Werner’s Theory of coordination compounds is a hypothetical concept to explain the formation of complex compounds. This theory was given by Alfred Werner in 1983. He was awarded the Nobel Prize in chemistry in 1913 for his work on coordination compounds.
Postulates of werner’s theory of coordination compounds
Werner is also known as the father of Coordination chemistry. He proposed some theoretical concepts to explain how the coordination compounds are formed. The major postulates of Werner’s Coordination theory are given below:
- The central metal atom of the coordination compounds shows two types of valencies. .i.e., primary valency and secondary valency.
- The primary valency is also known as principle valency which is ionizable. But secondary valency is known as auxillary valency which is not ionizable.
- The primary valency of the central metal atom represents the ionization states whereas the secondary valency represents the coordination number. Co-coordination number is defind as the total number of ligands attached directly with the central metal atom or ion in a complex.
- Every metal atom has a fixed number of secondary valencies i.e., it has a fixed number of coordination number.
- The primary valency of the central metal atom is satisfied by negative ions, but secondary valencies may be satisfied by negative ions or neutral molecules.
- The secondary valencies of the metal are always directed towards fixed position in space and this leads to definite geometry of the coordination complex. It means the primary valencies are not directional in nature but the secondary valencies are directional in nature.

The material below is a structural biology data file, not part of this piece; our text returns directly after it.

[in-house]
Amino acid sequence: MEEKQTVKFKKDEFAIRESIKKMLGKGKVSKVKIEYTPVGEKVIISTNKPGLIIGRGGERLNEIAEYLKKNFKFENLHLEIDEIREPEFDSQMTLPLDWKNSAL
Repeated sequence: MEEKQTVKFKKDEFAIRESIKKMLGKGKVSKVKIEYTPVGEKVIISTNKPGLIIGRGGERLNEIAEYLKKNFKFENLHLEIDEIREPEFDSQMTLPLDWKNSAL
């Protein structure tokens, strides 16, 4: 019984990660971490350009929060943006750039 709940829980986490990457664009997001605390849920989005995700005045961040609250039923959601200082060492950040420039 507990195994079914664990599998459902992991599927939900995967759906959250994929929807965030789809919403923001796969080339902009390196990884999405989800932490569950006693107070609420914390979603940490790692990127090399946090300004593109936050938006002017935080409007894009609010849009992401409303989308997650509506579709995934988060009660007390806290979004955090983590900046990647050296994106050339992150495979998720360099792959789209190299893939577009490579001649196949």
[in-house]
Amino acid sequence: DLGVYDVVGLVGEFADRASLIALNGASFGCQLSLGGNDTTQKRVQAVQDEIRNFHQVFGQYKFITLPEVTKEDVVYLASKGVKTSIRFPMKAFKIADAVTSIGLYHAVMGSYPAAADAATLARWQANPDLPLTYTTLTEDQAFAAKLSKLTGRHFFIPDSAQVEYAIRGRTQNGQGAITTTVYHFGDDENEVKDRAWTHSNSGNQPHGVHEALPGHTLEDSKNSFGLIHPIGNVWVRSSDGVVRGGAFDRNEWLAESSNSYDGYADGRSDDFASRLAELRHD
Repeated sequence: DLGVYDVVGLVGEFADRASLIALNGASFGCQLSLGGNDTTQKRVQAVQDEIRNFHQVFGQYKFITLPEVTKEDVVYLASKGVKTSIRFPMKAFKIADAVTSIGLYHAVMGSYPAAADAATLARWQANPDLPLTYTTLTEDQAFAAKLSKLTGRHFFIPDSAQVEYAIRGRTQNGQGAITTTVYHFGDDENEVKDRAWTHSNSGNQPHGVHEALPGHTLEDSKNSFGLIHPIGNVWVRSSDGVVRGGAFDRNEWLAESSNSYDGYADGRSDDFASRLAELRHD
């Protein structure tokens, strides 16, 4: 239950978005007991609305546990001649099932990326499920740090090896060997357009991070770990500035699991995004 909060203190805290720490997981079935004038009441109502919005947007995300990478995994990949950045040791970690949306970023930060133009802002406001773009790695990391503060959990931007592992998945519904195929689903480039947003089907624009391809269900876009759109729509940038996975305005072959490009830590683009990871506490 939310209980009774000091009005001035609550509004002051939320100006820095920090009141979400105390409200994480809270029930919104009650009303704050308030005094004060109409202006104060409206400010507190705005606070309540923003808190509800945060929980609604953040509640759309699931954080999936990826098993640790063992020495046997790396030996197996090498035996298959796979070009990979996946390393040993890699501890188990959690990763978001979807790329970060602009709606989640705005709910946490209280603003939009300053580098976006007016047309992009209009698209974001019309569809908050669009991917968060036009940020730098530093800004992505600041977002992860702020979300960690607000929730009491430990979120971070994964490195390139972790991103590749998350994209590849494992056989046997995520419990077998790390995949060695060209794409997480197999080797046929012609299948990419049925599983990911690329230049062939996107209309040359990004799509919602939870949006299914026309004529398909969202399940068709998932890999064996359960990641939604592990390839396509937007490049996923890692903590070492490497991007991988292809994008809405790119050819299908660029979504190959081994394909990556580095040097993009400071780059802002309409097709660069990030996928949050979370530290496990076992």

For example: If the metal ion has four secondary valencies then these are oriented in either tetrahedral or square planar geometry around the central metal atom. Therefore, secondary valency is responsible for the determination of stereochemistry or geometry of the complex.
Werner’s representation of complex
Let’s take the example of CoCl3.6NH3 Complex.
When this complex reacts with AgNO3 solution, it gives white precipitate. This means it has an ionizable Cl- ion. Qualitative analysis showed that one molecule of this complex CoCl3.6NH3 liberated 3 Cl– ions. Therefore, 3 Cl-atoms are bonded to Cobalt-metal atoms by primary valencies.
Similarly, the solution of this complex does not respond to the test for cobalt. From this result, it can be concluded that a cobalt metal atom with 6 NH3 molecules is bound inside the coordination sphere. These 6 NH3 molecules balance the secondary valencies of Cobalt metal and these are directed along the corner of a regular octahedron. Therefore, the formula of the complex is given as [Co(NH3)6]Cl3.
Limitations of werner’s coordination theory
Although Werner’s theory has tried to explain the formation of complex compounds, it has some limitations as well.
- It does not explain why certain elements can form complex compounds while others elements don’t.
- It fails to explain the directional nature of bonds and definite geometry of the complex.
- It does not explain the magnetic and optical properties of the complex.
- F. A. Cotton, G. Wilkinson and P. L. Gaus, Basic Inorganic Chemistry, (6th Edition),
John Wiley and Sons, 1995
- J. Lewis and R.G. Wilkins, Modern Co-ordination Chemistry, Interscience Publishers.